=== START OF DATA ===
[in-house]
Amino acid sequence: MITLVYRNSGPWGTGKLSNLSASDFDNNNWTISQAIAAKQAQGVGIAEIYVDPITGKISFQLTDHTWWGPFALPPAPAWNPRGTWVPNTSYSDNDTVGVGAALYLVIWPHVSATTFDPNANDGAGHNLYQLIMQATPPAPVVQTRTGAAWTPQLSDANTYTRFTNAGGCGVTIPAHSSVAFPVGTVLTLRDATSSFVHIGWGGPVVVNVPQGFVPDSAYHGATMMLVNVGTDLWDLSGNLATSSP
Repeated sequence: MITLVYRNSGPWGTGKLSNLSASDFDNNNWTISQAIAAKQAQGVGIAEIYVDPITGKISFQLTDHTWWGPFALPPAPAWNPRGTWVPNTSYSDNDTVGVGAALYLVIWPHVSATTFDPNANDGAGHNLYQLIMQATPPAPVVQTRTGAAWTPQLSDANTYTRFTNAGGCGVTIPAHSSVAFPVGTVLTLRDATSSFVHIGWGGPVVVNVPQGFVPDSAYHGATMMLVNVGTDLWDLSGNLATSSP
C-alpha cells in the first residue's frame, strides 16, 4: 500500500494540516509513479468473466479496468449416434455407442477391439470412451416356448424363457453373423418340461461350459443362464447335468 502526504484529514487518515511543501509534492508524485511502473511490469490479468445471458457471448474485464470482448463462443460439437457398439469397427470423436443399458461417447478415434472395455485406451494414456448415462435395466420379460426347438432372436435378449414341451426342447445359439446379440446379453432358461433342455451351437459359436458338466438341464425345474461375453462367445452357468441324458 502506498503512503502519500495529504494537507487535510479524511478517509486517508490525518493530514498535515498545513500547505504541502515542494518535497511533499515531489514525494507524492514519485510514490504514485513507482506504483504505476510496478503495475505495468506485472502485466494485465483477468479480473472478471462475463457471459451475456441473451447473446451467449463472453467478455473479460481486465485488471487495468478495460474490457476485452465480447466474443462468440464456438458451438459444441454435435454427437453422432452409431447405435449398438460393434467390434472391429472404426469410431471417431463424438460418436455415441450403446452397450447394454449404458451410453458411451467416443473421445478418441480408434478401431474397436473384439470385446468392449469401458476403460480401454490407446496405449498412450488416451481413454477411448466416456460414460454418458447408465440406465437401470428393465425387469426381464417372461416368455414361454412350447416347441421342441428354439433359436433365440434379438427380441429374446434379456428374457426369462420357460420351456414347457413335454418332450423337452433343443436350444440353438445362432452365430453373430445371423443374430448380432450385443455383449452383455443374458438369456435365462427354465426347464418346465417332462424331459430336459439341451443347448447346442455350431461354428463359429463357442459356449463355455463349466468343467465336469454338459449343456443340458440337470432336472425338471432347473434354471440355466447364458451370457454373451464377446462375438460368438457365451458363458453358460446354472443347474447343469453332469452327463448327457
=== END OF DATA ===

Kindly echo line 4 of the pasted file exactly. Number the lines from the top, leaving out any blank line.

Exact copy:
C-alpha cells in the first residue's frame, strides 16, 4: 500500500494540516509513479468473466479496468449416434455407442477391439470412451416356448424363457453373423418340461461350459443362464447335468 502526504484529514487518515511543501509534492508524485511502473511490469490479468445471458457471448474485464470482448463462443460439437457398439469397427470423436443399458461417447478415434472395455485406451494414456448415462435395466420379460426347438432372436435378449414341451426342447445359439446379440446379453432358461433342455451351437459359436458338466438341464425345474461375453462367445452357468441324458 502506498503512503502519500495529504494537507487535510479524511478517509486517508490525518493530514498535515498545513500547505504541502515542494518535497511533499515531489514525494507524492514519485510514490504514485513507482506504483504505476510496478503495475505495468506485472502485466494485465483477468479480473472478471462475463457471459451475456441473451447473446451467449463472453467478455473479460481486465485488471487495468478495460474490457476485452465480447466474443462468440464456438458451438459444441454435435454427437453422432452409431447405435449398438460393434467390434472391429472404426469410431471417431463424438460418436455415441450403446452397450447394454449404458451410453458411451467416443473421445478418441480408434478401431474397436473384439470385446468392449469401458476403460480401454490407446496405449498412450488416451481413454477411448466416456460414460454418458447408465440406465437401470428393465425387469426381464417372461416368455414361454412350447416347441421342441428354439433359436433365440434379438427380441429374446434379456428374457426369462420357460420351456414347457413335454418332450423337452433343443436350444440353438445362432452365430453373430445371423443374430448380432450385443455383449452383455443374458438369456435365462427354465426347464418346465417332462424331459430336459439341451443347448447346442455350431461354428463359429463357442459356449463355455463349466468343467465336469454338459449343456443340458440337470432336472425338471432347473434354471440355466447364458451370457454373451464377446462375438460368438457365451458363458453358460446354472443347474447343469453332469452327463448327457